When Ukraine successfully targeted Russia's precious warship last month with anti-ship missiles, they had help from the United States.

According to foreign media, the Telegraph reports, Ukrainian forces, after spotting a Russian warship in the Black Sea, called their American contacts to confirm that it was in fact Moscow, sources familiar with the events told CNN.

And the United States responded that it was, and provided information about its location.

It is unclear whether the US knew Ukraine would take steps to strike the ship, however, and the US was not involved in that decision, sources said.

The ship sank after being hit by two Ukrainian missiles on April 14, giving a major blow to the Russian army.

The episode, CNN further writes, reflects the increasingly inclined stance of Joe Biden's administration when it comes to intelligence sharing with Ukraine, part of a broader policy shift towards Ukraine's help in defeating Russia resolutely in the field. of battle and significantly weaken its army.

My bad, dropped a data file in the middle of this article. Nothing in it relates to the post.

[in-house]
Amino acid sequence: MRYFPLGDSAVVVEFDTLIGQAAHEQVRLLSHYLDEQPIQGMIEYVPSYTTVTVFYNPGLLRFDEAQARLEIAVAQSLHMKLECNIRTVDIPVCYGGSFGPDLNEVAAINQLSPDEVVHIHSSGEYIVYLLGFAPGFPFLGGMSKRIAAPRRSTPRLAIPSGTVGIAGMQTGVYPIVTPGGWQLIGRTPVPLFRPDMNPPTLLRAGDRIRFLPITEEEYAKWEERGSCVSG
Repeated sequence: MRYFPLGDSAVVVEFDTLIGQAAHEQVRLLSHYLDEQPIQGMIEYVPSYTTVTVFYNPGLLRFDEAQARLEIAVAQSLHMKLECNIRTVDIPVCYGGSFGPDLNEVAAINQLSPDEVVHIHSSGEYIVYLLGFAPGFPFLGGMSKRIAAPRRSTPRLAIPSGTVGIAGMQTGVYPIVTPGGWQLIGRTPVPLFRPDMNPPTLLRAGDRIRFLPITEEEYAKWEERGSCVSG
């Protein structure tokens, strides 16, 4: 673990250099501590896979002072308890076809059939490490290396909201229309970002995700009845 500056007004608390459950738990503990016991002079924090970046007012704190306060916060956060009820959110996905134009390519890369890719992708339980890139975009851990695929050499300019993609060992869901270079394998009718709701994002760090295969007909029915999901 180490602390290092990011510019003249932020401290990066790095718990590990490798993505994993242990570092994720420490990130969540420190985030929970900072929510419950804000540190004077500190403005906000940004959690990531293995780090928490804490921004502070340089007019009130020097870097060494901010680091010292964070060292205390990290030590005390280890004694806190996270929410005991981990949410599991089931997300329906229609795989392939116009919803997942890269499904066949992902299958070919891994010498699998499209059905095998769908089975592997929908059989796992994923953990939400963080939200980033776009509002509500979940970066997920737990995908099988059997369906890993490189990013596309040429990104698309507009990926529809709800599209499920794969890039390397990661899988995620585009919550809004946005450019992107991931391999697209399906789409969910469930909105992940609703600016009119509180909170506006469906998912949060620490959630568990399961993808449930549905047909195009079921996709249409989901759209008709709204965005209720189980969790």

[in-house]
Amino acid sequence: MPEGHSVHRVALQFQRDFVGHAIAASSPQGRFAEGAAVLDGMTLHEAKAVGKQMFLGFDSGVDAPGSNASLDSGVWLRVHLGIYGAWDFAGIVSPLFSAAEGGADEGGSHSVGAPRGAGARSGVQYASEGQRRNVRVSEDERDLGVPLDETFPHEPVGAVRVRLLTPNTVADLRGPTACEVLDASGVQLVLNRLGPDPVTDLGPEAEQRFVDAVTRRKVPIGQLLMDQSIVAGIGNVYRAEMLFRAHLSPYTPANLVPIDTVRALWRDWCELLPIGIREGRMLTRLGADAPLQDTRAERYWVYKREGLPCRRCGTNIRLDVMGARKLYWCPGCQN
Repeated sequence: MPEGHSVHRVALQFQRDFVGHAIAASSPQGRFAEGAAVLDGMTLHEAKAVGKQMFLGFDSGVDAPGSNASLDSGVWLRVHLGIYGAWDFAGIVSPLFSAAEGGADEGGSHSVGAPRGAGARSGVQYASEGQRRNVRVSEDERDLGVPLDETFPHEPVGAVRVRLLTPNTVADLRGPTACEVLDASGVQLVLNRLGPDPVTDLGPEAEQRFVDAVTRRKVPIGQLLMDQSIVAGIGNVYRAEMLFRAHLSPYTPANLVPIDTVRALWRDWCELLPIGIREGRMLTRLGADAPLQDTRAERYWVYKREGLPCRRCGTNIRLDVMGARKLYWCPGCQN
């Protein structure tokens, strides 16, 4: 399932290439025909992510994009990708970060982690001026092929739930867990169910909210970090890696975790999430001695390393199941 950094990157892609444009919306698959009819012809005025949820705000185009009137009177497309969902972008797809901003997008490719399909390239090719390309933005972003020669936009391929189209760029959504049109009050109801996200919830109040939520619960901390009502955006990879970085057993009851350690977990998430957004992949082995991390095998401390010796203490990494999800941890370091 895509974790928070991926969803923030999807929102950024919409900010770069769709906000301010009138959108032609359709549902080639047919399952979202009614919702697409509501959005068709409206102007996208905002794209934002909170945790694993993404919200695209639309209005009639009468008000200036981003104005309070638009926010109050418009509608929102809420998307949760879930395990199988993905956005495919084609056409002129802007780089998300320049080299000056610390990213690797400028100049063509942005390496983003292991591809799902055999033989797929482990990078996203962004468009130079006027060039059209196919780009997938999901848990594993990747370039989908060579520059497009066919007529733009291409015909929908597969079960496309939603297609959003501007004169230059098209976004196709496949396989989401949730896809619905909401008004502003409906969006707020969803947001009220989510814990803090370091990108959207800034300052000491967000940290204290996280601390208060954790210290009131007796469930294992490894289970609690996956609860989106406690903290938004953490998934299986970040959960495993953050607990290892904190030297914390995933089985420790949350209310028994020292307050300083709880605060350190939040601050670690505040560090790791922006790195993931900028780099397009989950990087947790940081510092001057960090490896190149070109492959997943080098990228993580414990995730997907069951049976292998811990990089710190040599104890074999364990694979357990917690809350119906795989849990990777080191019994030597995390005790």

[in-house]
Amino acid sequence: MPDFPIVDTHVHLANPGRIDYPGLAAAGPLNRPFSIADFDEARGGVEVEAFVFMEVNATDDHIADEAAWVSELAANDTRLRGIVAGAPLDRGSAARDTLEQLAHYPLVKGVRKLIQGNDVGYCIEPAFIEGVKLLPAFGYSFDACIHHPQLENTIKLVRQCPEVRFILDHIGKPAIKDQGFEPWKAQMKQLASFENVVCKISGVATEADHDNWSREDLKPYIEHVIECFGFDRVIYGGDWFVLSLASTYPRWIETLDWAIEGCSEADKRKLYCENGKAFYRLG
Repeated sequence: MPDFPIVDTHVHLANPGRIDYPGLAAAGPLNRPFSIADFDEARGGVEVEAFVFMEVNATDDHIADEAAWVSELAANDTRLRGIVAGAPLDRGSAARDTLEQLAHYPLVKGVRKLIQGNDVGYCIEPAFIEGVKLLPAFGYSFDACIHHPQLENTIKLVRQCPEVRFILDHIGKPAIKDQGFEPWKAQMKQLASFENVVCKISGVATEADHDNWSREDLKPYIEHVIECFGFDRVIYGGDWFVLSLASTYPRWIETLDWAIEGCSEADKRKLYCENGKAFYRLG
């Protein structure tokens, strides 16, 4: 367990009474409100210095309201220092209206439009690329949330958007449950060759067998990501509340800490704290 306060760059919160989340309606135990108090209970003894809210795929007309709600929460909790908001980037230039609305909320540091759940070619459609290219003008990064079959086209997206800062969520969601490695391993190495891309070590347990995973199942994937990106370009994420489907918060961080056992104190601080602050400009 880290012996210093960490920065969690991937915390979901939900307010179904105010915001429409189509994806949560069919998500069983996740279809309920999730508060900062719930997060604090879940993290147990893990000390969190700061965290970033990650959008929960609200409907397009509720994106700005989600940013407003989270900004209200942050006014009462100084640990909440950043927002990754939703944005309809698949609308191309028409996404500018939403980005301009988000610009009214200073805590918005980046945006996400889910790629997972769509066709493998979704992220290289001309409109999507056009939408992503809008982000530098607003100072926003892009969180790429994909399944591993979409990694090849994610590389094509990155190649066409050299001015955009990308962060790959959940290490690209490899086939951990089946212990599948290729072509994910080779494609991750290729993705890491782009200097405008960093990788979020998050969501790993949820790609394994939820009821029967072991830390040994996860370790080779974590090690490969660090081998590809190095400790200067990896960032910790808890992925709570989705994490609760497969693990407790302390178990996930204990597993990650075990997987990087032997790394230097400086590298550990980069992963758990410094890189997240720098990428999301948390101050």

But it also raises the question of what are the red lines of the US and Russia when it comes to US military support for Ukraine.

For months, the United States has provided Ukrainian forces with information on the movements of Russian troops inside Ukraine, including wiretapped communications about Russian military planning.

The US also provides Ukraine with maritime awareness information to allow them to better understand the threat posed by Russian ships in the Black Sea, many of which are launching missiles into Ukrainian territory.

There are also clear boundaries, however, on what the US will share, multiple sources have told CNN.

For example, the US has so far refused to provide Ukraine with information about possible targets within Russia itself.

And while US intelligence on the movements of Russian troops inside Ukraine may include details about vehicles and types of personnel in a particular country, the US has not provided Ukraine with information on the whereabouts of Russian special military leaders, officials said. .

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Telegraphy

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